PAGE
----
Promotional Campaign to Build Database

We founded a user-empowering promotion that grew with Dupli-Color.

Challenge

When social media was still in its early stages of adoption by consumers, Dupli-Color aimed to create a presence and build its community in those digital spaces. Perhaps ahead of our time in understanding what people wanted from social media, the challenge we found with Dupli-Color was that we needed to build a following and build a database of contacts by engaging the audience’s interests, instead of just trying to sell to them through a different channel.

Ideation

The concept we came up with was based on the idea that the promotion needed to be focused around allowing the audience to show off the work they were passionate about doing, whether they were using Dupli-Color products or not (if they were, it was a pleasant bonus). We developed the Restoration Challenge in order to showcase the skills of participants while collecting their information and earning connections on social media in the process.

Execution

The Restoration Challenge manifested in three different versions over three years, but each iteration of the competition was based on a “March Madness” style bracket. Each week, votes were collected to narrow choices down until we could announce a winner. Participants shared Dupli-Color posts in order to earn votes, which resulted in increased reach and opportunities to gain new followers and contacts.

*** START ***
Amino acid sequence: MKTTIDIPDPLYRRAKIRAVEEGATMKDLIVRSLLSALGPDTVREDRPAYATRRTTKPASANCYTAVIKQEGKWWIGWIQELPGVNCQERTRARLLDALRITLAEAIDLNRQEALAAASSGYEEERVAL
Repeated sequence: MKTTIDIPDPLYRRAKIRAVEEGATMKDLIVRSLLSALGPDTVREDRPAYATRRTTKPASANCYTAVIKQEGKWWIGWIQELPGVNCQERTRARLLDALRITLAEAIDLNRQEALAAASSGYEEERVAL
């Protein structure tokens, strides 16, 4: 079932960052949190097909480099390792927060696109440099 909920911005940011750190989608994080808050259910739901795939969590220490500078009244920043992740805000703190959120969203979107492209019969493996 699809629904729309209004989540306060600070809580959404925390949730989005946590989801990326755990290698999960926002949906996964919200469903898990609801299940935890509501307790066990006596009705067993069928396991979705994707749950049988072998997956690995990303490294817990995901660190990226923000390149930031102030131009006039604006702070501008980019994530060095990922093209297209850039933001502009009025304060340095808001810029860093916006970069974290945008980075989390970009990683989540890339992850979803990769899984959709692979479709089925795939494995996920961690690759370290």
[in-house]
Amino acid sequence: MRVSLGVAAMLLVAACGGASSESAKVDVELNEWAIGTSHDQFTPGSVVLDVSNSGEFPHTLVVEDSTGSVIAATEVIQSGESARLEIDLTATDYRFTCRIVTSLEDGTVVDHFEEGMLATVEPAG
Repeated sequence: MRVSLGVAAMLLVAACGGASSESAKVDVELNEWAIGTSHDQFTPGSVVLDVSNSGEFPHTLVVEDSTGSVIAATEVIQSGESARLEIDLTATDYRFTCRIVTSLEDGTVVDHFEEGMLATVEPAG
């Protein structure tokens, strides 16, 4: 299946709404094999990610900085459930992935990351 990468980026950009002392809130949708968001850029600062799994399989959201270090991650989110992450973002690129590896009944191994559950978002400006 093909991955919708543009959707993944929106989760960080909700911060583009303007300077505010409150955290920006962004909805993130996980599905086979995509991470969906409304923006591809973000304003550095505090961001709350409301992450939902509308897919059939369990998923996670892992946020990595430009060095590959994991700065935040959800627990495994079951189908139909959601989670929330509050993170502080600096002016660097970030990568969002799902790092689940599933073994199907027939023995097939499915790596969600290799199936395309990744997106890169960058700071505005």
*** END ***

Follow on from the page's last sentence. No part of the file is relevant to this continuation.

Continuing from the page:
In the program’s first year, we were looking for the best total vehicle restoration, expecting to start with far less than the 64 entires that typically make up March Madness. We ended up with over 1,000 entries, which we narrowed down to the best 32 for the bracket to compete for the grand prize. By promoting the competition through Courtney Hanson on Spike’s Powerblock show, a Google Adwords and YouTube campaign, and Dupli-Color’s brand new Facebook page, the promotion added 20,000 email addresses to Dupli-Color’s database.

The next year, we expanded the Restoration Challenge by adding categories that participants could enter, even if they only restored part of their vehicle (interior, exterior, wheels, etc.). We continued to promote through broadcast, as well as placing ads in the Popular Mechanics print magazine.

In it’s third and final year, the Restoration Challenge was open to “generation next.” We reached out to vocational schools around the country and gave them products to use in restoring a vehicle as a class project. The winners received prize money and a party DJ’d by Funkmaster Flex, a television personality in the automotive community. The promotion was supplemented with how-to videos and tips to help entrants do the best restoration they could.